Whether voters agree with the U-B’s recommendations is unimportant compared with the importance of making an informed vote.
Citizens have a responsibility to vote, and vote responsibly.
Unfortunately, many people don’t vote and others don’t take the time to educate themselves on the candidates and the issues.
But a community dialogue on the candidates and issues can generate interest and encourage voters to learn more about the candidates and issues.
It is our hope that our ballot recommendations, which we will begin publishing Friday, will stimulate debate and discussion about the Nov. 6 general election.
This year voters in Washington state face a very crowded ballot that includes local, state and national races as well as statewide ballot measures.
Some people have misconceptions about the motives of the Union-Bulletin’s editorial endorsements. They seem to believe the Union-Bulletin hopes to influence the outcome of elections by making endorsements. Some even believe the newspaper hopes citizens will take its list of recommendations to the polls and mark their ballots accordingly.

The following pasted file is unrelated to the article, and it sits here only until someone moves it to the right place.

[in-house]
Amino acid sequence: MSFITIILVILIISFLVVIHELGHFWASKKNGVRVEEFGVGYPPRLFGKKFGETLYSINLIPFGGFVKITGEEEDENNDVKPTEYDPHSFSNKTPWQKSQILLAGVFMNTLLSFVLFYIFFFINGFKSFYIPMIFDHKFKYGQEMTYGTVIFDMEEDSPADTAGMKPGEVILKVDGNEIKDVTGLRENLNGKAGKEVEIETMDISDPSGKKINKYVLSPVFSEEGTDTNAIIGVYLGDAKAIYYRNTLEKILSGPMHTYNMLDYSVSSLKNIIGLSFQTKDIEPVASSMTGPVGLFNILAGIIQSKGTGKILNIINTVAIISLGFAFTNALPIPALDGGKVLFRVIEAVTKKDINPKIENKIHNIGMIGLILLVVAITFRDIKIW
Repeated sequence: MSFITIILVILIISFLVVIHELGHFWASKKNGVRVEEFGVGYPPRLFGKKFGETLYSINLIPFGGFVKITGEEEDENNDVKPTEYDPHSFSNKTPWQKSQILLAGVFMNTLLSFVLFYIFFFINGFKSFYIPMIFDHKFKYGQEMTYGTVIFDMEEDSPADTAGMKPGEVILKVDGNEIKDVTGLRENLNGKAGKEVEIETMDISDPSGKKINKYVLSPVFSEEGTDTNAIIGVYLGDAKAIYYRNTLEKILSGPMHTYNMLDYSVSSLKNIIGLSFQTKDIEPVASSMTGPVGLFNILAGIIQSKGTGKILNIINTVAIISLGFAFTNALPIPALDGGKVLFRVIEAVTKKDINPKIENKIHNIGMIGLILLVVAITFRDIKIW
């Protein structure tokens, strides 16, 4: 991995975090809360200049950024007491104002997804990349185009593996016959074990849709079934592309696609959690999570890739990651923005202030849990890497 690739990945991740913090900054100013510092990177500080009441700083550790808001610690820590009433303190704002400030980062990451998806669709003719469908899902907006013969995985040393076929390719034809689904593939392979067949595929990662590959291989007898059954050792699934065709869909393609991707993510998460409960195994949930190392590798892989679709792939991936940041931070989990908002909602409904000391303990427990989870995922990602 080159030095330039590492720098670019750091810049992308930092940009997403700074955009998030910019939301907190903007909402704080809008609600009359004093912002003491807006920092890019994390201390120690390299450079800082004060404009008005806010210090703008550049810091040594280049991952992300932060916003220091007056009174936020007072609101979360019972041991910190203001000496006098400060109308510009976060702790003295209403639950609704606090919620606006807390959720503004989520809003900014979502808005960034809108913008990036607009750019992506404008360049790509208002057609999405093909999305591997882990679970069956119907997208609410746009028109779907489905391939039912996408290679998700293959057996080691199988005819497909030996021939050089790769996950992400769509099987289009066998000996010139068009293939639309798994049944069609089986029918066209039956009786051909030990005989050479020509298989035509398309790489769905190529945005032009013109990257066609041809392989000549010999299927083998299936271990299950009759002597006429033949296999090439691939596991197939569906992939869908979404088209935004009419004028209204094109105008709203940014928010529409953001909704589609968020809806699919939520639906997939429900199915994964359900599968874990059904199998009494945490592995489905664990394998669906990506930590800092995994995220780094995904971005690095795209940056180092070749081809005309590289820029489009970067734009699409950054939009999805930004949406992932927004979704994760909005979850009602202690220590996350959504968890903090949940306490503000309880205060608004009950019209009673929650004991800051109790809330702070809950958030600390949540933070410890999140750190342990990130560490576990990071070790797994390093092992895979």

That’s not the case.
The Union-Bulletin believes it has a responsibility to the community to try to stimulate interest and debate in the campaign.
It further believes the best way to do so is to make recommendations, giving voters a starting point for discussions and debates about each issue and each race.
The opinions expressed in the Union-Bulletin’s recommendations are those of its four-person editorial board, consisting of Publisher Rob Blethen, Editorial Page Editor Rick Eskil, Editor Rick Doyle and Deirdre Bealey, the U-B’s human resources manager.
Endorsements are based on information obtained in interviews with the candidates and research of candidates and the issues in each campaign.
Recommendations will be published in time to allow opposing viewpoints from candidates or interested citizens.
Letters will be published prior to the election as long as they are in the Union-Bulletin office, First Avenue and Poplar Street, by noon Oct. 30 and conform to the letter guidelines.
If possible, please email letters to firstname.lastname@example.org.
Letters must be less than 400 words.
All letters are subject to condensation and will be edited for spelling, grammar, libel, taste, factuality and style.